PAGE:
First Annual LouFest delivers even more than promised
This past weekend, Aug 28-29, LouFest took place in Forest Park. I have to say, I was extremely impressed.
Each day, the music began at noon and went until about 11 p.m. and though I didn’t necessarily love every band, there was a ton of variety in the music. Anyone who attended could find at least one band they liked.
Everything was on time and because the acts switched between two stages, there was hardly any waiting in between bands.
Because of the amount of volunteers and how smoothly everything ran, it certainly did not seem as though this was LouFest’s first year. Beyond that, the headlining bands were all impressive and energetic.
The energy of the entire festival was great. Many of the bands seemed so genuinely excited to be there and that happy energy seemed to leak onto the crowd. There was one band in particular that did this excellently.
The Carolina Chocolate Drops is a three-piece band that plays old jazz, blues and bluegrass. The members all sing and play a variety of instruments such as banjo, violin and guitar. The band played in the early afternoon on Aug 29 and was as cheery as the weather that day. It seemed as though everyone in the crowd was clapping or dancing along with the music.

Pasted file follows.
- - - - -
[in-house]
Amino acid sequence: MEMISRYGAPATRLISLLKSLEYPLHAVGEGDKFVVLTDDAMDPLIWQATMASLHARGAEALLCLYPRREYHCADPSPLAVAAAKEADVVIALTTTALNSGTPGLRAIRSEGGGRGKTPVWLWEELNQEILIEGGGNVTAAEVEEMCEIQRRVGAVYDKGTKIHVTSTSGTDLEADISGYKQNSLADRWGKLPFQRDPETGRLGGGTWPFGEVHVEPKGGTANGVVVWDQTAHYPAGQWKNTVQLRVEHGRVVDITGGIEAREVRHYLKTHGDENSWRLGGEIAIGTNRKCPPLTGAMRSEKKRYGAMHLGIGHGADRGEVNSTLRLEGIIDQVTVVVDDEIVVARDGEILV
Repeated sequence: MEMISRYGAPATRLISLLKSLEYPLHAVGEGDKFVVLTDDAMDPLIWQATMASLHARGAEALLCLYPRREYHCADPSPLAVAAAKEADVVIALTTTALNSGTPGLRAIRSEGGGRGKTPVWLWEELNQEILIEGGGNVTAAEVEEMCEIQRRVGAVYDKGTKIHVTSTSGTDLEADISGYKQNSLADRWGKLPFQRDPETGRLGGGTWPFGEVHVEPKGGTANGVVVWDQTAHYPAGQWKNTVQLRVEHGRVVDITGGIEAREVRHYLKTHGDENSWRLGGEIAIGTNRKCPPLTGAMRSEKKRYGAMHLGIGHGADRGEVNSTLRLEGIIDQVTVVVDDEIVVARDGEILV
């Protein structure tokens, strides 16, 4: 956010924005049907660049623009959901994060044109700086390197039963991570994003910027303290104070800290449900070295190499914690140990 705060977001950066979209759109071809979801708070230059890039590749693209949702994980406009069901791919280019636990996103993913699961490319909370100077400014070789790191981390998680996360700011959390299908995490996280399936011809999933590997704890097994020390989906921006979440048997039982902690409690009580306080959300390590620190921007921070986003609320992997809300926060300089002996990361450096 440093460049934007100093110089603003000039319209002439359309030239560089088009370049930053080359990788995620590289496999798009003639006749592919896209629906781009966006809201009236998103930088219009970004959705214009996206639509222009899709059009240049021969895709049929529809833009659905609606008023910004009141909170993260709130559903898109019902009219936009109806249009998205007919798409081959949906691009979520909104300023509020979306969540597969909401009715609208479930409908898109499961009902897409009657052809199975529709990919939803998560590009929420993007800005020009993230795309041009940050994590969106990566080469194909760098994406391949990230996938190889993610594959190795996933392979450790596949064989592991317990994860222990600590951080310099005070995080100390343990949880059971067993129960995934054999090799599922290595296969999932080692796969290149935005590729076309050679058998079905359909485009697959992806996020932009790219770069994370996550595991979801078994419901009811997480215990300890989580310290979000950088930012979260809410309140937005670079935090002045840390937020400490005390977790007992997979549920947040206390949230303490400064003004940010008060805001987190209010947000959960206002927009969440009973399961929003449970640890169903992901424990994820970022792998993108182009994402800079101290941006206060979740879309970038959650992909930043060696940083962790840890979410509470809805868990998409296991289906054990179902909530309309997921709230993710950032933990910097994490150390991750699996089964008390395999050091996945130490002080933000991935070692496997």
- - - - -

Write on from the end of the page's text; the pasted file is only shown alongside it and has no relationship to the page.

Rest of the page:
The food at the festival was incredible. I had a crepe for dinner one night, that’s how good the food was. Whether you were vegetarian, vegan or a meat lover, there were many options to choose from at a relatively low price.
LouFest captured the “green” element almost flawlessly as well. There was a water station set up as well, where anyone could fill their water bottles up for free. It definitely reduced the amount of water bottles being bought, which meant less trash. There were recycling areas set up with volunteers to answer any questions about what could and couldn’t be recycled.
All in all, I think LouFest will have a very positive effect on St. Louis in the next following years. I believe more and more people will be attracted from around the country to come and who knows, it might turn into one of the major music festivals in the U.S.